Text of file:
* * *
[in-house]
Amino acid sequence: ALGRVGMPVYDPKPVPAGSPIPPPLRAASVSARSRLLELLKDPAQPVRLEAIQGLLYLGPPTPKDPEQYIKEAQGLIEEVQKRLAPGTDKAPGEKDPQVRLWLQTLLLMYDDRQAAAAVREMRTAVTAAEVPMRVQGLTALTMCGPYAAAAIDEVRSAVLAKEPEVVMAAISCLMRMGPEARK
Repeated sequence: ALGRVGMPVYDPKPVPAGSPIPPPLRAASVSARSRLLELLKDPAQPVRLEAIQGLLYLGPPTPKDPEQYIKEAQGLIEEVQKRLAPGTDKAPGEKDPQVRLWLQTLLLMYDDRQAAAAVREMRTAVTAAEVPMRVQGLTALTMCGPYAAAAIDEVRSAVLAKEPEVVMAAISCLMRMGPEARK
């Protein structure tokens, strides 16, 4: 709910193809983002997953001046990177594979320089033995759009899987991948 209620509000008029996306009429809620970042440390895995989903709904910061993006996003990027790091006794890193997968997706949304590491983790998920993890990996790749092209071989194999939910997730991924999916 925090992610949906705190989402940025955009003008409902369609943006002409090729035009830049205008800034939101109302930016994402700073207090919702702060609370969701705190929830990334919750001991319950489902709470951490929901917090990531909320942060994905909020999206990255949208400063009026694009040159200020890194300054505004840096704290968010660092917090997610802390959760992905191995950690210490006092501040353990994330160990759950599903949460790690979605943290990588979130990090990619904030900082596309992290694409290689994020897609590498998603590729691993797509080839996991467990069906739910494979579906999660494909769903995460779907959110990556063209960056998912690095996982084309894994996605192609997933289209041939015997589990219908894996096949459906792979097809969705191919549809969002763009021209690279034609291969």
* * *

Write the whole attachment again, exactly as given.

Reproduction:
[in-house]
Amino acid sequence: ALGRVGMPVYDPKPVPAGSPIPPPLRAASVSARSRLLELLKDPAQPVRLEAIQGLLYLGPPTPKDPEQYIKEAQGLIEEVQKRLAPGTDKAPGEKDPQVRLWLQTLLLMYDDRQAAAAVREMRTAVTAAEVPMRVQGLTALTMCGPYAAAAIDEVRSAVLAKEPEVVMAAISCLMRMGPEARK
Repeated sequence: ALGRVGMPVYDPKPVPAGSPIPPPLRAASVSARSRLLELLKDPAQPVRLEAIQGLLYLGPPTPKDPEQYIKEAQGLIEEVQKRLAPGTDKAPGEKDPQVRLWLQTLLLMYDDRQAAAAVREMRTAVTAAEVPMRVQGLTALTMCGPYAAAAIDEVRSAVLAKEPEVVMAAISCLMRMGPEARK
């Protein structure tokens, strides 16, 4: 709910193809983002997953001046990177594979320089033995759009899987991948 209620509000008029996306009429809620970042440390895995989903709904910061993006996003990027790091006794890193997968997706949304590491983790998920993890990996790749092209071989194999939910997730991924999916 925090992610949906705190989402940025955009003008409902369609943006002409090729035009830049205008800034939101109302930016994402700073207090919702702060609370969701705190929830990334919750001991319950489902709470951490929901917090990531909320942060994905909020999206990255949208400063009026694009040159200020890194300054505004840096704290968010660092917090997610802390959760992905191995950690210490006092501040353990994330160990759950599903949460790690979605943290990588979130990090990619904030900082596309992290694409290689994020897609590498998603590729691993797509080839996991467990069906739910494979579906999660494909769903995460779907959110990556063209960056998912690095996982084309894994996605192609997933289209041939015997589990219908894996096949459906792979097809969705191919549809969002763009021209690279034609291969």